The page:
Go to the Files table, and create a new entry record. In this example we'll install Notepad.exe:
File=FILE0001, Component=COMP0002, Filename=Notepad.exe, Filesize=0, Attributes=0, Sequence=1.
If a file is Vital to the proper functioning of the application, use Attributes = 512.
Create a new component to hold your file. Go to the Components table and add a new record:
COMP0002, attributes = 0, directory = DIR00002, Keypath=FILE0001. Use GUIDGEN to get the component ID.
When you set the directory field for Component COMP0002 to use DIR00002, Notepad.exe (FILE0001 pointed to by the keypath) file will be installed into C:\Program Files\Spinner Software\.
Create a new record in the FeatureComponents table:
Create a record in the Media table with DiskID=1, LastSequence=1 (highest Sequence number in File table).
Save the MSI, then open a command prompt and run the following command in the project folder:
CScript //nologo wifilver.vbs mymsi.msi
This will show you the information found in the File table.
Now update it with the latest file information (found from the source tree):
CScript //nologo wifilver.vbs mymsi.msi /U
Your MSI file is now ready to install both registry keys and files :).
Adding a shortcut
Create new records in the Directory table for the shortcuts:
DIR00003, parent=StartMenuFolder or ProgramMenuFolder, defaultdir=. DIR00004, parent=DIR00003, defaultdir=Spinne~1|Spinner Software (or whatever name you want in your start menu, in short | long file name format) DIR00005, parent=DesktopFolder, defaultdir=.
Create a new record in the Icon table:
Name=ICON0001.exe, Data = full path to the exe file in the source tree (this will be read in automatically and the icon stored).
Create new records in the Shortcuts table:
Shortcut=SCUT0001, Directory=DIR00004, Name=Notepad, Component=COMP0002, Target=Complete, Description=Notepad, Icon=ICON0001.exe, IconIndex=0 or 1, ShowCmd=1. For the Desktop shortcut, copy/paste the row, then change the keyname and the directory from DIR00004 to DIR00005: Shortcut=SCUT0002, Directory=DIR00005, Name=Notepad, Component=COMP0002, Target=Complete, Description=Notepad, Icon=ICON0001.exe, IconIndex=0 or 1, ShowCmd=1.
Note that there's a bug, so the extension (file type) of the Icon field must match the target file extension. Hence, name it ICON0001.exe. Please note the value of this field is Case Sensitive.
Validate your project, then run a test. You should now have a shortcut on the users desktop, and under the Spinner Software folder in the Start Menu | Programs menu.
Compressing the MSI into a single file
For this you need the WiMakCab.vbs script from C:\Program Files\MsiIntel.SDK\Samples\Scripts. Copy it to your project folder.
Run the following command to create a cabinet file with all the files listed in MyMSI.MSI :
cscript //nologo wimakcab.vbs mymsi.msi MyCabinet /C
The most useful option for this script is the ability to create a single MSI file that contains everything. This is the kind of file you want to distribute.
Run the following command to create a cabinet file containing all your files, sequence the File table, update the MyMSI.MSI file to include the new cabinet file, and enable the "Compressed" option:
cscript //nologo wimakcab.vbs mymsi.msi MyCabinet /C /U /E /S
Note that 4 MyCabinet.* files are created: The actual cabinet file (.CAB), the .DDF is a definition of the content of the CAB file, and the .INF file lists the files in the cabinet. The .RPT file is just a text report on the success of the cabinet creation. All 4 files can be deleted after you've used the /C /U /E /S options, since your files are now streamed inside the single MSI file.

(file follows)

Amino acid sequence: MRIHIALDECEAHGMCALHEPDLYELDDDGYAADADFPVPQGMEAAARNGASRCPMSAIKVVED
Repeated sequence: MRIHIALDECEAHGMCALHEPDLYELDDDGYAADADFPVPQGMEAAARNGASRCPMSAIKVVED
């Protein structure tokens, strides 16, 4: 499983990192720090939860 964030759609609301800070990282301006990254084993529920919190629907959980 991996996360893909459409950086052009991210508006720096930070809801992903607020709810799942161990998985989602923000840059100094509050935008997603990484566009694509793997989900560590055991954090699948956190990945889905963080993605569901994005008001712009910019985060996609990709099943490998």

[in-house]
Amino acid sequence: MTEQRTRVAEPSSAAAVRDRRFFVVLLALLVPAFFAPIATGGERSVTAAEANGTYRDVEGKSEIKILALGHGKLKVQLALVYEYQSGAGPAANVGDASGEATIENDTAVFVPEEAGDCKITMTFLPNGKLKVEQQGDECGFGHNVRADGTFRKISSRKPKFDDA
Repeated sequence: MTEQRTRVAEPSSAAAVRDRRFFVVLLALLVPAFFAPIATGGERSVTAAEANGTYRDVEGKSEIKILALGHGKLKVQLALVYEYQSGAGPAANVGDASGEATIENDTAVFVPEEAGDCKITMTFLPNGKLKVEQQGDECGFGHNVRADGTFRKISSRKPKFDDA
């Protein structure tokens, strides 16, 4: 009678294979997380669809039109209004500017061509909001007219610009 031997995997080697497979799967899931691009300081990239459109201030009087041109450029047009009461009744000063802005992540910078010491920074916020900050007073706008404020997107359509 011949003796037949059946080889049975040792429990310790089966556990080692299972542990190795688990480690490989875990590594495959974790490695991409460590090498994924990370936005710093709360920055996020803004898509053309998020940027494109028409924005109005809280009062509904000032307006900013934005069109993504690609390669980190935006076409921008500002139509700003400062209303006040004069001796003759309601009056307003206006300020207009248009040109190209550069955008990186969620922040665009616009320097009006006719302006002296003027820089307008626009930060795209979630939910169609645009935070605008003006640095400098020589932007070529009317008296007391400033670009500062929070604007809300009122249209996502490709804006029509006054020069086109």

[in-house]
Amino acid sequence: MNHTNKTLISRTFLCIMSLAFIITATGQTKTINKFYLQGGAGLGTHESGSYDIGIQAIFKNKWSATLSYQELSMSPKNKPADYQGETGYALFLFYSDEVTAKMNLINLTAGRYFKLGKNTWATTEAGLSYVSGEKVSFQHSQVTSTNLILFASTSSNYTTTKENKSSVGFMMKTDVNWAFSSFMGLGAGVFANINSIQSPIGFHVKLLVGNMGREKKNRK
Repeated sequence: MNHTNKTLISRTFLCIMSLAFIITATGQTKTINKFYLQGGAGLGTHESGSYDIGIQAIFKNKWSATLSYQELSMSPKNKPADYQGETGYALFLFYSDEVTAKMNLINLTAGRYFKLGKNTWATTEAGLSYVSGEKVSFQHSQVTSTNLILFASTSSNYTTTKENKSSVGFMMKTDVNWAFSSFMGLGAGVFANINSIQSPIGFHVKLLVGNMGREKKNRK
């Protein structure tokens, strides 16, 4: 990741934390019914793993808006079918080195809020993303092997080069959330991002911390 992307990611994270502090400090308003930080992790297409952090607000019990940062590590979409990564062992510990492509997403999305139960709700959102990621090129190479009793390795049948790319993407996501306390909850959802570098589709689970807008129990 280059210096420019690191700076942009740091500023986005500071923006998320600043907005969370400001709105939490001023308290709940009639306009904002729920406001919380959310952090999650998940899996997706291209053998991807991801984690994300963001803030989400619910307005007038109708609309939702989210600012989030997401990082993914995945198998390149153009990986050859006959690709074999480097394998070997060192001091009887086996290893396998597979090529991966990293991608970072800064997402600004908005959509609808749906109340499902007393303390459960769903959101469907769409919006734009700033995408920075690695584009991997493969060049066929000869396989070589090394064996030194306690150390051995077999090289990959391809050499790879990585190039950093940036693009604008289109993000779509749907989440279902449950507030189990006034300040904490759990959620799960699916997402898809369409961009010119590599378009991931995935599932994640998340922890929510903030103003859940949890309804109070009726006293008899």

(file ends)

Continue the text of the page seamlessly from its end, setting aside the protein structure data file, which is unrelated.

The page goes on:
Tip: If you have problems creating the cab file, check the File Table records. The WiMakCab.vbs script only handles File Table records where the NonCompressed bit is cleared in the Attributes field. There is also a problem with MakeCab.exe under Windows 2000 : if a file has the NonCompressed bit set and you update the MSI to use a single compressed file (with a built in cabinet), this flag is not removed, and the package will not install properly. You'll get an error that the file to install could not be found. You can fix this in the WiMakCab script by adding the following lines :
' In the top of WiMakCab, add the msidbFileAttributesCompressed flag Const msidbFileAttributescompressed = &h00004000 ' Right before the statement (search wimakcab for it): ' If (attributes And msidbFileAttributesNoncompressed) = 0 Then ' you can insert the following block of code: ' MakeCab does not change the NonCompressed / Compressed flag!! If (attributes And msidbFileAttributesNoncompressed) <> 0 Then WScript.Echo "File " & filename & " is marked non-compressed. Changing attribute." attributes = (attributes - msidbFileAttributesNonCompressed) ' To be really nice, you could set it to the proper value: attributes = (attributes + msidbFileAttributesCompressed) ' Update the field (the record will be updated later) record.IntegerData(5) = attributes End If
I found it useful to create a little command script to create the compressed MSI. I update the files in the source tree, then run this command file to create a new, single (compressed) MSI for distribution. It expects a file named Input.msi, and creates the file Output.msi.
CreateMSI.cmd: @ECHO OFF @ECHO. @ECHO Updating MSI file with new files @ECHO. @ECHO Remove target output file DEL /Q "Output.msi" @ECHO Update MSI information from source tree CScript //nologo WiFilVer.vbs Input.msi CScript //nologo WiFilVer.vbs Input.msi /U @ECHO Copy original file to new output file COPY /Y "Input.msi" "Output.msi" REM @ECHO Create a single cabinet file with all your files REM CScript //nologo WiMakCab.vbs "Output.msi" Files /C @ECHO Create and embed the file cabinet CScript //nologo WiMakCab.vbs "Output.msi" Files /C /U /E /S DEL /Q "Files.CAB" DEL /Q "Files.INF" DEL /Q "Files.RPT" DEL /Q "Files.DDF" @ECHO Done PAUSE
Part 2 - Custom Actions:
Continue to -> How to create MSI Custom Actions
(c) 2004 Nicolai Kjaer, Spinner Software B.V.